Title:
Detection method and detection kit for PCR-amplified base sequences
Kind Code:
A1


Abstract:
Determination of PCR products amplified by PCR can be readily and surely conducted even if multiple types of primers are used therein. By using a biochip of a glass slide with primers for the PCR implanted thereon, competitive PCR is performed in one tube with the multiple types of primers, and amplified PCR products are detected by use of the primers on the biochip.



Inventors:
Nakao, Motonao (Kanagawa, JP)
Mizuno, Katsuya (Kanagawa, JP)
Yoshii, Junji (Kanagawa, JP)
Asai, Akihiro (Kanagawa, JP)
Application Number:
10/020721
Publication Date:
09/11/2003
Filing Date:
12/14/2001
Assignee:
NAKAO MOTONAO
MIZUNO KATSUYA
YOSHII JUNJI
ASAI AKIHIRO
Primary Class:
Other Classes:
435/91.2
International Classes:
G01N33/50; C12M1/00; C12N15/09; C12Q1/68; G01N33/566; G01N33/58; (IPC1-7): C12Q1/68; C12P19/34
View Patent Images:



Primary Examiner:
CHUNDURU, SURYAPRABHA
Attorney, Agent or Firm:
Juan Carlos A. Marquez (Washington, DC, US)
Claims:

What is claimed is:



1. A method of detecting PCR-amplified base sequences, comprising the steps of: conducting PCR amplification by mixing a plurality of pairs of primers with a sample, said primers being suitable for amplifying different base sequences by PCR individually; conducting a hybridization reaction by using a substrate on which said primers used for the PCR are spotted and a solution containing said base sequences that are PCR-amplified in the preceding step, said hybridization reaction being performed between the primers spotted on the substrate and said PCR-amplified base sequences; and detecting spots on said substrate in which hybridization occurs.

2. The method of detecting PCR-amplified base sequences according to claim 1, wherein said step of detecting spots on said substrate in which hybridization occurs includes the steps of: processing a fluorescent material to enter in double-stranded DNA; and detecting fluorescence generated by exciting said fluorescent material contained in any of the spots on the substrate.

3. The method of detecting PCR-amplified base sequences according to claim 1, wherein each of said primers has a base number in a range from 10 to 30.

4. The method of detecting PCR-amplified base sequences according to claim 2, wherein each of said primers has a base number in a range from 10 to 30.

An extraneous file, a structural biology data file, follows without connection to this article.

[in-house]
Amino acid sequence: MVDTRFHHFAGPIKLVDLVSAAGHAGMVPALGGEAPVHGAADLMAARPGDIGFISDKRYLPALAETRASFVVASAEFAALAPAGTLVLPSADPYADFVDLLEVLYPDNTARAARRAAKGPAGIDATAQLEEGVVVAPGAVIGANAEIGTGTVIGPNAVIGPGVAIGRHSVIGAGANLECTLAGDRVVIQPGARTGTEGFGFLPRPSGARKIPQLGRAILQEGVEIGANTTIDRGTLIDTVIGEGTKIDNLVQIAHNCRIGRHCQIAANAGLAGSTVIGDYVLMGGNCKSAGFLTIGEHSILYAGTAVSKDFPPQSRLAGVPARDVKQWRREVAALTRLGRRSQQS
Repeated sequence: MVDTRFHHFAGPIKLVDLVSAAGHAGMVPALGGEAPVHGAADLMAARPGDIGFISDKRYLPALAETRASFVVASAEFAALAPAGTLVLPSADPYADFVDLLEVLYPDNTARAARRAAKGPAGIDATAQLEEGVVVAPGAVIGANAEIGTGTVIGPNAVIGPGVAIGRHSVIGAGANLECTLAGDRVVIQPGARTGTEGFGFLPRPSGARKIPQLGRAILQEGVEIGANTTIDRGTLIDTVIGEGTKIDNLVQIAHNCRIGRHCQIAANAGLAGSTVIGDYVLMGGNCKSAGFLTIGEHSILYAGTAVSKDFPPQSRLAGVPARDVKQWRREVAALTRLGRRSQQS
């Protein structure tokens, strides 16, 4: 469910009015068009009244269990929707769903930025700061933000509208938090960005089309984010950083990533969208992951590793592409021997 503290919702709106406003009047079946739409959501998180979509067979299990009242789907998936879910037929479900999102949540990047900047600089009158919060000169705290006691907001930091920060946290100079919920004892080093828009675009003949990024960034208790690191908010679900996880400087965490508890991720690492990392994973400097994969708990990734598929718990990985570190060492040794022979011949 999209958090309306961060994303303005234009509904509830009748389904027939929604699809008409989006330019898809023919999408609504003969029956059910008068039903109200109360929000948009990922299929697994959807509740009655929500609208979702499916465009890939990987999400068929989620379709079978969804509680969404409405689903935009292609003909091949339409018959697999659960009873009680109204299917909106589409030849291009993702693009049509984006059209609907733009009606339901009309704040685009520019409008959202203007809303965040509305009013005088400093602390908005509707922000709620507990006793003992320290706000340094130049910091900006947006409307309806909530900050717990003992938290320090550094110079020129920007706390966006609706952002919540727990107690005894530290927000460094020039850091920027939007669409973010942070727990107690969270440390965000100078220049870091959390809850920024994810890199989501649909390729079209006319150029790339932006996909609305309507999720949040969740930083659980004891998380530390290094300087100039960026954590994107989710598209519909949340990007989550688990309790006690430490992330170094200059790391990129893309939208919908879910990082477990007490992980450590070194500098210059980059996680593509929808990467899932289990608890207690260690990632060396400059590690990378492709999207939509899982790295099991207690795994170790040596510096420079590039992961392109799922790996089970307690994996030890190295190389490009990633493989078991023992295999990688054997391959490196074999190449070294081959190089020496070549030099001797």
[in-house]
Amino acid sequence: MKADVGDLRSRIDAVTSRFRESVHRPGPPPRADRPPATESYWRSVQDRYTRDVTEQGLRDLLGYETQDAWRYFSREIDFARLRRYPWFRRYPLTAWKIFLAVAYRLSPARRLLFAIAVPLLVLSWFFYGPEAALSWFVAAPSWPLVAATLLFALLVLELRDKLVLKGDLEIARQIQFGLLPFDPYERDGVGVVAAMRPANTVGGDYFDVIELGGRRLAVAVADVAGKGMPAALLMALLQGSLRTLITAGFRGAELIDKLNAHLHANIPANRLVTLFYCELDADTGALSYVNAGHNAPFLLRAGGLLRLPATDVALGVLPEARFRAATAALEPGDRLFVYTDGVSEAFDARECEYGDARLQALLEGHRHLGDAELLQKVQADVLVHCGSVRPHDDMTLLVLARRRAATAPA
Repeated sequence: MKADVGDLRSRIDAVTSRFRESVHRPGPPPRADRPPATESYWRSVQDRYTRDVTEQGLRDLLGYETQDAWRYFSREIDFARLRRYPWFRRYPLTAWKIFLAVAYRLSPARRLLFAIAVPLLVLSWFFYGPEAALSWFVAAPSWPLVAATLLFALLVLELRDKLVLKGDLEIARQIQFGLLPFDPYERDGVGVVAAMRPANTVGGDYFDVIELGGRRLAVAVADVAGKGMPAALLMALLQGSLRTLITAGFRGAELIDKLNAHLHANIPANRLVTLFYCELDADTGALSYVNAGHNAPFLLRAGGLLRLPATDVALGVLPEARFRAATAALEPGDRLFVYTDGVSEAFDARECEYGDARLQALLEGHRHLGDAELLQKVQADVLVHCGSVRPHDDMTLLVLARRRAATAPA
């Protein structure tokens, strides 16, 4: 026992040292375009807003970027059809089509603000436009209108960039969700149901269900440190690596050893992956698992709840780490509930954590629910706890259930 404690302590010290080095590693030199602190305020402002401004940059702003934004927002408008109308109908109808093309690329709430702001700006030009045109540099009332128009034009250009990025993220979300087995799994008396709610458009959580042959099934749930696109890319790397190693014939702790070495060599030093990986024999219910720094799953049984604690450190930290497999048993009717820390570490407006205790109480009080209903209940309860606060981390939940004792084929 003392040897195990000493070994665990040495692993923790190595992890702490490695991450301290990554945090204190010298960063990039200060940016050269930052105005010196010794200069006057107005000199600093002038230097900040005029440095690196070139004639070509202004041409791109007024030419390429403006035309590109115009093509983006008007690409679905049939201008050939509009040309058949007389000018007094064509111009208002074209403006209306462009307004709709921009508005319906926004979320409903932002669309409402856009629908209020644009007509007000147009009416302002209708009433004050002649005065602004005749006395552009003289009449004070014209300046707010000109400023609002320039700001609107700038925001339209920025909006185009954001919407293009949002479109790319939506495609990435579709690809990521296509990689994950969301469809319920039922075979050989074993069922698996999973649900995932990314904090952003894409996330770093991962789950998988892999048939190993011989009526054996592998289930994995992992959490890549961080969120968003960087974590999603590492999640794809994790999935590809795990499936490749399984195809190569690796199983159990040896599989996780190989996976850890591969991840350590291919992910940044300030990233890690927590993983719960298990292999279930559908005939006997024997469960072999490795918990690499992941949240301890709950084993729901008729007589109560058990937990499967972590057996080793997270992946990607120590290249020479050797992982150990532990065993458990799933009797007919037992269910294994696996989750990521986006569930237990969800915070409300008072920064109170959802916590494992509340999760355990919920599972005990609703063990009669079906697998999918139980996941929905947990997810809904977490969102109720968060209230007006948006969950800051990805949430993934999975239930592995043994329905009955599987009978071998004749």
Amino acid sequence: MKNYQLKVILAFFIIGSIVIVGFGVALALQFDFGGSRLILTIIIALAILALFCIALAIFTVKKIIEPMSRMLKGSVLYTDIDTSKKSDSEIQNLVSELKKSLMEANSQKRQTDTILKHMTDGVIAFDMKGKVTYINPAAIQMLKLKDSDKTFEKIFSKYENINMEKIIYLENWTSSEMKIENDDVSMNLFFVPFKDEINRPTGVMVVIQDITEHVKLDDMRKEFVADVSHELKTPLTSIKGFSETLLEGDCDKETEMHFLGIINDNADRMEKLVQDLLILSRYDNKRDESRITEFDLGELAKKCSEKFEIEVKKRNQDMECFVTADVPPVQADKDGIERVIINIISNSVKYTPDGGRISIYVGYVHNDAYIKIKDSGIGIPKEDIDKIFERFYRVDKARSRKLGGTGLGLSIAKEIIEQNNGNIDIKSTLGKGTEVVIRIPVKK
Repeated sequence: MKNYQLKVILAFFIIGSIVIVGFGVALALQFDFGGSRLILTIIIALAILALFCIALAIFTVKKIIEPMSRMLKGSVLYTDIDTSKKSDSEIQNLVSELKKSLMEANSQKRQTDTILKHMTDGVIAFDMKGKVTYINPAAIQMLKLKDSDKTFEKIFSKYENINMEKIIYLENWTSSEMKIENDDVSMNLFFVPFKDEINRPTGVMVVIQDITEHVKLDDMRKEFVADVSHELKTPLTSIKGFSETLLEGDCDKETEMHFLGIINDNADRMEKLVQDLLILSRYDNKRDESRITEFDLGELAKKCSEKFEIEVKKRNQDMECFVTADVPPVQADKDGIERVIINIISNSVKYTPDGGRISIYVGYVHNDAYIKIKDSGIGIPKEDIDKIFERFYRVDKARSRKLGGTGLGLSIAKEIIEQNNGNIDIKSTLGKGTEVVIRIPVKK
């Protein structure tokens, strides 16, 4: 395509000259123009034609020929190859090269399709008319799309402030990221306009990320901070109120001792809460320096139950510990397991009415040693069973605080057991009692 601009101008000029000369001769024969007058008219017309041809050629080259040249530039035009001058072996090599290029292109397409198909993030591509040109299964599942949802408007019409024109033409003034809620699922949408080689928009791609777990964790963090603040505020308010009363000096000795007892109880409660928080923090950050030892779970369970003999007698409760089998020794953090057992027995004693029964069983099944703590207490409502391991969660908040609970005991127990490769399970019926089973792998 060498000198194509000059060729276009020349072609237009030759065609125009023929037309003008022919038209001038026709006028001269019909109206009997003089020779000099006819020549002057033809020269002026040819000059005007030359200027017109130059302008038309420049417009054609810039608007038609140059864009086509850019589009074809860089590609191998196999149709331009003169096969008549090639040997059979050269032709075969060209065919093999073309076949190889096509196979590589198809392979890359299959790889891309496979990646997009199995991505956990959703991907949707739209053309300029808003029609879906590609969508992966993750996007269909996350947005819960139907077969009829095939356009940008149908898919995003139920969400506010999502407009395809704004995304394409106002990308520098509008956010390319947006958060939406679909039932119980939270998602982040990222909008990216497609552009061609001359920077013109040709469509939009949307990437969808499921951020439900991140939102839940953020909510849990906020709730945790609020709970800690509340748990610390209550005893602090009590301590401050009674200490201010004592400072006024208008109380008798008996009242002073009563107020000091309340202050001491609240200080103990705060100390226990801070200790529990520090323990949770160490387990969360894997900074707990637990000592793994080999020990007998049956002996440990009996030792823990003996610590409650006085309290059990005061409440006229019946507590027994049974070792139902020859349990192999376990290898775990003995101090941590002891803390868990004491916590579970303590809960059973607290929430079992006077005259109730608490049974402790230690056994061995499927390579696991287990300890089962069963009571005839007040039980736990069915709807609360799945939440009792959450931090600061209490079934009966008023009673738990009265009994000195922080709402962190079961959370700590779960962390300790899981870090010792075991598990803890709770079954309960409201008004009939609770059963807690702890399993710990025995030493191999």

5. A detection kit for detecting PCR-amplified base sequences, comprising: a container containing a mixture of at least three types of primers, including: two types of primers suitable for amplifying a first base sequence specifically by PCR; and two types of primers suitable for amplifying a second base sequence different from said first base sequence specifically by the PCR; and a substrate on which a plurality of primers selected from said primers mixed in the container are spotted.

6. The detection kit according to claim 5, wherein each of said primers has a base number in a range from 10 to 30.

Description:

PRIORITY INFORMATION

[0001] This application claims priority to Japanese Application Serial No. 380465/2000, filed Dec. 14, 2000.

BACKGROUND OF THE INVENTION

[0002] 1. Field of the Invention

[0003] The present invention relates to a method of detecting base sequences amplified by a PCR method, and to a detection kit used for the method of detecting base sequences.

[0004] 2. Prior Art

[0005] A polymerase chain reaction (PCR) is a method of amplifying specified DNA by use of two types of specific primers. Detection of the DNA amplified by the PCR is generally conducted in a manner that the DNA is subjected to electrophoresis using agarose gel, acrylamide gel or the like, and then it is subjected to dyeing with nucleic acid-specific dyeing reagents. In the case of detecting double-stranded DNA, usually a fluorescent reagent such as ethidium bromide is allowed to enter between two strands of the DNA and then the fluorescent reagent is excited by an ultraviolet light source. As ethidium bromide entered between the two strands of the DNA emits fluorescence, detection is performed by means of capturing the fluorescence with a CCD camera or the like.

[0006] However, separation of DNA by the electrophoresis using the agarose gel or the like normally stands on the base number of the DNA. In other words, the electrophoresis can hardly separate a plurality of DNA having the same base number thereof. Therefore, in the case of performing the PCR in a state where a plurality of primers are mixed for the purpose of amplification of DNA being a mold, it is impossible to perform detection by means of separation by the electrophoresis in a case if DNA fragments of potential amplification mutually possess the same base number therein.

[0007] For example, assuming that DNA (1) starting from a sequence A to a sequence B, shown in FIG. 1(a), and DNA (2) starting from a sequence C to the sequence B, shown in FIG. 1(b), are both present, and in the case where amplification of the both DNA (1) and DNA (2) is conducted simultaneously, then the PCR is performed by using three types of primers, each of which includes the sequence A, a complementary strand for the sequence B, or the sequence C, respectively. This mode can be applied to detection of a mutation of a living organism (where mutation is likely to occur at the sequence A or the sequence C; and the sequence B resides in a conserved region), detection of a gene of a virus, or the like.